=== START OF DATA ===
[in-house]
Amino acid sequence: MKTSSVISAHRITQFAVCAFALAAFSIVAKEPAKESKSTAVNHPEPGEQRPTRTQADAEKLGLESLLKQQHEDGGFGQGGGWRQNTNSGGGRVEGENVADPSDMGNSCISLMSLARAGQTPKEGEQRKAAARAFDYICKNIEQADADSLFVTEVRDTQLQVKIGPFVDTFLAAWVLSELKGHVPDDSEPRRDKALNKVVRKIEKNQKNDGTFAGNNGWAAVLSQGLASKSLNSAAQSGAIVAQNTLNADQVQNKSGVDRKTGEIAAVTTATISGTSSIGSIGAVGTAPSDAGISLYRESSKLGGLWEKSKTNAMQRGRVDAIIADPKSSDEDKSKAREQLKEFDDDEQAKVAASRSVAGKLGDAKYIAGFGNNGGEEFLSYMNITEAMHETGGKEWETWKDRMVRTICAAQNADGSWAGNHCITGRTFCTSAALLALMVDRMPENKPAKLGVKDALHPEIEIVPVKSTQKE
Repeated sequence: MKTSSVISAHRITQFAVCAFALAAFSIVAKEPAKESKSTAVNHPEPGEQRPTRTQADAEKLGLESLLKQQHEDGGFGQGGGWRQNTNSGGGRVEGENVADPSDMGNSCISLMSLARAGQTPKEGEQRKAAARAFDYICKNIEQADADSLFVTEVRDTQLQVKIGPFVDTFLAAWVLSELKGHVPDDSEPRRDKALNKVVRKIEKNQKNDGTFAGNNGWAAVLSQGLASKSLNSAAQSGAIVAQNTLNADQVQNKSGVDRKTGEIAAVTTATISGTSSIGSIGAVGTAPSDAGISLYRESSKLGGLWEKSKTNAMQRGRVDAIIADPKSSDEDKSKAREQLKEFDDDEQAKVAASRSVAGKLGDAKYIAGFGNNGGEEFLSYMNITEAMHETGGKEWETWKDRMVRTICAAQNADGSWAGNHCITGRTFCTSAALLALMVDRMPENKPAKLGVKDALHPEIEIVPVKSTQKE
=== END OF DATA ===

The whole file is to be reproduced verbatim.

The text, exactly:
[in-house]
Amino acid sequence: MKTSSVISAHRITQFAVCAFALAAFSIVAKEPAKESKSTAVNHPEPGEQRPTRTQADAEKLGLESLLKQQHEDGGFGQGGGWRQNTNSGGGRVEGENVADPSDMGNSCISLMSLARAGQTPKEGEQRKAAARAFDYICKNIEQADADSLFVTEVRDTQLQVKIGPFVDTFLAAWVLSELKGHVPDDSEPRRDKALNKVVRKIEKNQKNDGTFAGNNGWAAVLSQGLASKSLNSAAQSGAIVAQNTLNADQVQNKSGVDRKTGEIAAVTTATISGTSSIGSIGAVGTAPSDAGISLYRESSKLGGLWEKSKTNAMQRGRVDAIIADPKSSDEDKSKAREQLKEFDDDEQAKVAASRSVAGKLGDAKYIAGFGNNGGEEFLSYMNITEAMHETGGKEWETWKDRMVRTICAAQNADGSWAGNHCITGRTFCTSAALLALMVDRMPENKPAKLGVKDALHPEIEIVPVKSTQKE
Repeated sequence: MKTSSVISAHRITQFAVCAFALAAFSIVAKEPAKESKSTAVNHPEPGEQRPTRTQADAEKLGLESLLKQQHEDGGFGQGGGWRQNTNSGGGRVEGENVADPSDMGNSCISLMSLARAGQTPKEGEQRKAAARAFDYICKNIEQADADSLFVTEVRDTQLQVKIGPFVDTFLAAWVLSELKGHVPDDSEPRRDKALNKVVRKIEKNQKNDGTFAGNNGWAAVLSQGLASKSLNSAAQSGAIVAQNTLNADQVQNKSGVDRKTGEIAAVTTATISGTSSIGSIGAVGTAPSDAGISLYRESSKLGGLWEKSKTNAMQRGRVDAIIADPKSSDEDKSKAREQLKEFDDDEQAKVAASRSVAGKLGDAKYIAGFGNNGGEEFLSYMNITEAMHETGGKEWETWKDRMVRTICAAQNADGSWAGNHCITGRTFCTSAALLALMVDRMPENKPAKLGVKDALHPEIEIVPVKSTQKE